The old children's play park

In 2014 the playground underwent some big changes, adding the ‘Mini Manor’ and the expansive tree-top ‘Skymaze’. Then in 2021, during a Covid lock-down, the treehouse slide received a much-needed new staircase (as modelled by our talented Grounds team).

‘Skymaze’ is nestled 20 feet high and offers courageous children the chance to put their climbing skills to the test, to see what life is like among the trees. Be sure to stop by the Adventure Playground on your next visit and take advantage of the newest upgrades to these fantastic play spaces!


Finally, we welcomed some very important guests recently, as Flight Lieutenant and ‘Flight of the Giraffes’ event organiser Mark Scott, along with Flight Lieutenant Phoebe Valentine-Wood, paid us a visit to raise awareness for a very special campaign close to Mark’s heart.

On 19th April 2023, both Flt Lts Mark and Phoebe will fly 291 cuddly toy giraffes in a RAF Voyager KC MK2 from RAF Brize Norton in aid of ‘Flight Of The Giraffes’ (on behalf of ‘Giraffes on Tour’), raising funds for Great Ormond Street Hospital.

Flight of the Giraffes with cuddle toy giraffes that will be onboad the flight.

Flt Lt Mark Scott said:  “The charity ‘Giraffes on Tour’ was set up in memory of a 9-year-old girl Louise Conway who was a patient at Great Ormond Street Hospital in 2013. During her stay she was never without her cuddly giraffe Geoffrey. After she passed away, friends and family of her father Ian Conway started flying cuddly giraffes in RAF aeroplanes and posting the photos and videos online.

Last year the charity was nominated for a Pride of Britain fundraising award, and I spotted the news item which really struck a chord; by coincidence I had been flying my daughter’s own cuddly giraffes with me on Voyager! I got in touch with Ian at ‘Giraffes on Tour’ with a crazy idea; suppose we could find 291 cuddly giraffes we’d be able to fill every passenger seat of a Voyager during one of our routine Air-to-Air Refuelling missions.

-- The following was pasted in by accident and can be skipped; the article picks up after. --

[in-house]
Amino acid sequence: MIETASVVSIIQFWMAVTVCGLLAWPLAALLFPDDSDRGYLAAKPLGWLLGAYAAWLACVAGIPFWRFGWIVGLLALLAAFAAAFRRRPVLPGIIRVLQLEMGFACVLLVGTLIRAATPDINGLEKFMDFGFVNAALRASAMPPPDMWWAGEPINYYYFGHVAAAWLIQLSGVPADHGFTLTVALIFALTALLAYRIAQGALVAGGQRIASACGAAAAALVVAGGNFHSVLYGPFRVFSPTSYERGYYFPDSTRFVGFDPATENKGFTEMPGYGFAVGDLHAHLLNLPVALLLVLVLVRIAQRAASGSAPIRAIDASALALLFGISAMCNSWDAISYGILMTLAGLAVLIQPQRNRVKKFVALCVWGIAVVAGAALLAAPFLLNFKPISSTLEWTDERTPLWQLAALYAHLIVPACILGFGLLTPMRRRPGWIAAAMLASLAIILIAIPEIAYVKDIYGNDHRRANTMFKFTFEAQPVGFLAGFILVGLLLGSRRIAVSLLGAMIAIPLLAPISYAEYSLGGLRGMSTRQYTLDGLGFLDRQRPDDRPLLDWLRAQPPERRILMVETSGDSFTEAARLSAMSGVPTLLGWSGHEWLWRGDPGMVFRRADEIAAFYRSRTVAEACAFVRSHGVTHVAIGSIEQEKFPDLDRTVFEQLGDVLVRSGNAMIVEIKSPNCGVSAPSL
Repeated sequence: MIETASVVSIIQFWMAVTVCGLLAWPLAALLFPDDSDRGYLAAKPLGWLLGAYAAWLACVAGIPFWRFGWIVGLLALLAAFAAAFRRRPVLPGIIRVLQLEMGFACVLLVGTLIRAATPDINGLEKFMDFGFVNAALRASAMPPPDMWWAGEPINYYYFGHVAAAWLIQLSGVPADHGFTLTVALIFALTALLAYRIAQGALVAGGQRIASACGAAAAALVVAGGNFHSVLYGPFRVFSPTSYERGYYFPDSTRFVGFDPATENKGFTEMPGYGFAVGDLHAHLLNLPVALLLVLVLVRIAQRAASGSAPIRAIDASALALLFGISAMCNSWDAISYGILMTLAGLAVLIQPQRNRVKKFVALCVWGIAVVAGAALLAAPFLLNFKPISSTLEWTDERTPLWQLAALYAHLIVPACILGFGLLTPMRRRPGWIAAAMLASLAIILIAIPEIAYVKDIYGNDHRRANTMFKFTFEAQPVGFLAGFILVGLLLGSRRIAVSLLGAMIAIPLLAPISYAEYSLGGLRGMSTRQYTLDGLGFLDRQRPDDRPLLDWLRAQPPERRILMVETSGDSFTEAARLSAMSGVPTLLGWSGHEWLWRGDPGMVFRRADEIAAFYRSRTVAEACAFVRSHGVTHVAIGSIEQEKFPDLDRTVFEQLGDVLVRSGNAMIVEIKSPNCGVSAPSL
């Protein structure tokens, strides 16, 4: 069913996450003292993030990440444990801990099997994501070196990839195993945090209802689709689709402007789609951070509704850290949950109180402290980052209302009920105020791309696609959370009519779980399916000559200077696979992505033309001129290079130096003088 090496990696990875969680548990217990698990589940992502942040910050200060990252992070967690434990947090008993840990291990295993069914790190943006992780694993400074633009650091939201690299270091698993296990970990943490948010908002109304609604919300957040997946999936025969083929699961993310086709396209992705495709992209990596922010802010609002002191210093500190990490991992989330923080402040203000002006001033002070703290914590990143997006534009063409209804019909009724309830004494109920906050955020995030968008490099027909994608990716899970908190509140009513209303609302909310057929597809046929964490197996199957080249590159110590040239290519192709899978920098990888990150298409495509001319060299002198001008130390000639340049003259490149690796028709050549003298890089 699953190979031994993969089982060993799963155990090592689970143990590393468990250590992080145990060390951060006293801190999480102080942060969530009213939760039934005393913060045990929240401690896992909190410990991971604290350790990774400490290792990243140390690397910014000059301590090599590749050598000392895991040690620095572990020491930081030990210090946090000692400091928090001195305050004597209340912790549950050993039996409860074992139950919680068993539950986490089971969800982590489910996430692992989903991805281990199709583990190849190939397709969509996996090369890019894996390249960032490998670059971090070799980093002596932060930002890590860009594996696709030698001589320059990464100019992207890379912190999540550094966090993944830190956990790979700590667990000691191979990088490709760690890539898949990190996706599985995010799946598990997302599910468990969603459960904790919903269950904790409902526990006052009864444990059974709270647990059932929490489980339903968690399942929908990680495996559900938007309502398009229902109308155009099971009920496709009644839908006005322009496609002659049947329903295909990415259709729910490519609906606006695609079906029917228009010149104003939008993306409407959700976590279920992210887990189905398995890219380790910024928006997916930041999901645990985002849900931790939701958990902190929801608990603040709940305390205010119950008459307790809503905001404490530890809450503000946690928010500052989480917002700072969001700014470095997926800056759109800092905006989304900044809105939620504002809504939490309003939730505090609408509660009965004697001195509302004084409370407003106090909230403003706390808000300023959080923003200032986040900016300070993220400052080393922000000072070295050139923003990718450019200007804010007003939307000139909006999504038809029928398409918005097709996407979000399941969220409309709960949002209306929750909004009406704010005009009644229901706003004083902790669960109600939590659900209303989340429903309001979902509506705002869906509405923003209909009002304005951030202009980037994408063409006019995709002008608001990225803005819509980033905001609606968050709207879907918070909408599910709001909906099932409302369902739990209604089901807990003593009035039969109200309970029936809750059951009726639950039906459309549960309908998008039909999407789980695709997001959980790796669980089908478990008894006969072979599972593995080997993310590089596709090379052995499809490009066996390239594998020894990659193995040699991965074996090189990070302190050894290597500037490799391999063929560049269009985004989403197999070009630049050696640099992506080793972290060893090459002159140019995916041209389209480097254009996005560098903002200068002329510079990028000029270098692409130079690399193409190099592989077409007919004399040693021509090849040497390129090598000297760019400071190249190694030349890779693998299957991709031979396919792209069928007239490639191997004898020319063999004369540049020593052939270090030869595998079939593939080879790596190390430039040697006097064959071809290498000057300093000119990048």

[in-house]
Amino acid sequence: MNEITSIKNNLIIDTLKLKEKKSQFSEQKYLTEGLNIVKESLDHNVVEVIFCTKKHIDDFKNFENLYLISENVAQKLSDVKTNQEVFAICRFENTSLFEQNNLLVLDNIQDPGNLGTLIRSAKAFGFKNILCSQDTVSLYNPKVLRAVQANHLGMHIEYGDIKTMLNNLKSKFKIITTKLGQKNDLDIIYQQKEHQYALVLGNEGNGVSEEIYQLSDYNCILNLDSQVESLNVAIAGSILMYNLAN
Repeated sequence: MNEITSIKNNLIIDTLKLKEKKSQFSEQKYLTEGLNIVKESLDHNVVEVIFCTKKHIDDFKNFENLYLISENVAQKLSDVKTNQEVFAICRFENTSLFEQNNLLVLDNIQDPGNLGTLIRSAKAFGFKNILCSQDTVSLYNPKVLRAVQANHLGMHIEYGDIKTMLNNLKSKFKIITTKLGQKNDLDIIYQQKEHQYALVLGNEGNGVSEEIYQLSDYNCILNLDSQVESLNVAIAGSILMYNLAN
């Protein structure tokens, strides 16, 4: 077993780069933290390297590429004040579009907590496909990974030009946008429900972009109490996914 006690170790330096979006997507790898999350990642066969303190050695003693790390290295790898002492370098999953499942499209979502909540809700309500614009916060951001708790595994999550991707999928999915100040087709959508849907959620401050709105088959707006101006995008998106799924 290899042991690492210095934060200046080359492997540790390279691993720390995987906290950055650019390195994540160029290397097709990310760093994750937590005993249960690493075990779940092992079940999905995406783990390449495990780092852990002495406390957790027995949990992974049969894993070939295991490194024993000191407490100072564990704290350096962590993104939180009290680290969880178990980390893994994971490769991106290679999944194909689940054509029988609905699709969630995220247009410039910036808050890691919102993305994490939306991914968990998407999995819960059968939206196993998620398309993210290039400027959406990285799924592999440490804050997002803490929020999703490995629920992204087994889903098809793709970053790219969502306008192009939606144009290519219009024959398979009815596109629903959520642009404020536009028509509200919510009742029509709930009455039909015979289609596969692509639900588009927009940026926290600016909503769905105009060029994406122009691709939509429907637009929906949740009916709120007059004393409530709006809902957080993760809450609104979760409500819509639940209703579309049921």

This is where the idea of ‘Flight of the Giraffes’ was born, and since then we have been trying to raise as much awareness of the charity and Louise’s story as possible… and find passengers for the flight on 19th April!”

Louise Conway Photo Credit: Giraffes on TourGeoffrey the Giraffe Photo Credit: Flight of the Giraffes

We wish all of the giraffes a safe flight and if you would like to find out more about the charity, please visit: https://www.giraffesontour.co.uk/flightofthegiraffes


Keep an eye on our social media pages throughout April, as our keepers will be hopping with excitement celebrating National Frog Month!

*Reminder*: Sunday 26th March 2023 marked the start of our summer opening times so please may we remind you that the Park is open daily from 10.00am and our closing time will change to 6:00pm, with last admission at 4:00pm – many thanks.

Cotswold Wildlife Park and Gardens

Cotswold Wildlife Park and Gardens